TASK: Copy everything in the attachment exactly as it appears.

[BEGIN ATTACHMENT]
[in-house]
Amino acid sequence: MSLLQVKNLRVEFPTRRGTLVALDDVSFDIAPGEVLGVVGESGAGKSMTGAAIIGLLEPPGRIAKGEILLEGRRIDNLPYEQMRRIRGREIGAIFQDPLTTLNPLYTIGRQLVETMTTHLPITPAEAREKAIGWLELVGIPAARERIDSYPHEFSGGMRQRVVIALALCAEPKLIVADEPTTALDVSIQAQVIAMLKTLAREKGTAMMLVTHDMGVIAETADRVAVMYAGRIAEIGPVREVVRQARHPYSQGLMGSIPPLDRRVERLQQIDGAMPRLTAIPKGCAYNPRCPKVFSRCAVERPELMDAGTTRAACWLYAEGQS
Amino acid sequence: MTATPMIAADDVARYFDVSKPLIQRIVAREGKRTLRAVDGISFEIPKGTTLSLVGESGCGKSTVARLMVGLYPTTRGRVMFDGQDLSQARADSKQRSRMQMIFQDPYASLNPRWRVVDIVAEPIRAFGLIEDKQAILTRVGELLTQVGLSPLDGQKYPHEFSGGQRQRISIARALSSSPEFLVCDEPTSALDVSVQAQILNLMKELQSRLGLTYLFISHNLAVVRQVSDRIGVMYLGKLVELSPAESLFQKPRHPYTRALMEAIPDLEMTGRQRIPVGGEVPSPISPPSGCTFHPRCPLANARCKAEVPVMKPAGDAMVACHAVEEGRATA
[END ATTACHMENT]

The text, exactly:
[in-house]
Amino acid sequence: MSLLQVKNLRVEFPTRRGTLVALDDVSFDIAPGEVLGVVGESGAGKSMTGAAIIGLLEPPGRIAKGEILLEGRRIDNLPYEQMRRIRGREIGAIFQDPLTTLNPLYTIGRQLVETMTTHLPITPAEAREKAIGWLELVGIPAARERIDSYPHEFSGGMRQRVVIALALCAEPKLIVADEPTTALDVSIQAQVIAMLKTLAREKGTAMMLVTHDMGVIAETADRVAVMYAGRIAEIGPVREVVRQARHPYSQGLMGSIPPLDRRVERLQQIDGAMPRLTAIPKGCAYNPRCPKVFSRCAVERPELMDAGTTRAACWLYAEGQS
Amino acid sequence: MTATPMIAADDVARYFDVSKPLIQRIVAREGKRTLRAVDGISFEIPKGTTLSLVGESGCGKSTVARLMVGLYPTTRGRVMFDGQDLSQARADSKQRSRMQMIFQDPYASLNPRWRVVDIVAEPIRAFGLIEDKQAILTRVGELLTQVGLSPLDGQKYPHEFSGGQRQRISIARALSSSPEFLVCDEPTSALDVSVQAQILNLMKELQSRLGLTYLFISHNLAVVRQVSDRIGVMYLGKLVELSPAESLFQKPRHPYTRALMEAIPDLEMTGRQRIPVGGEVPSPISPPSGCTFHPRCPLANARCKAEVPVMKPAGDAMVACHAVEEGRATA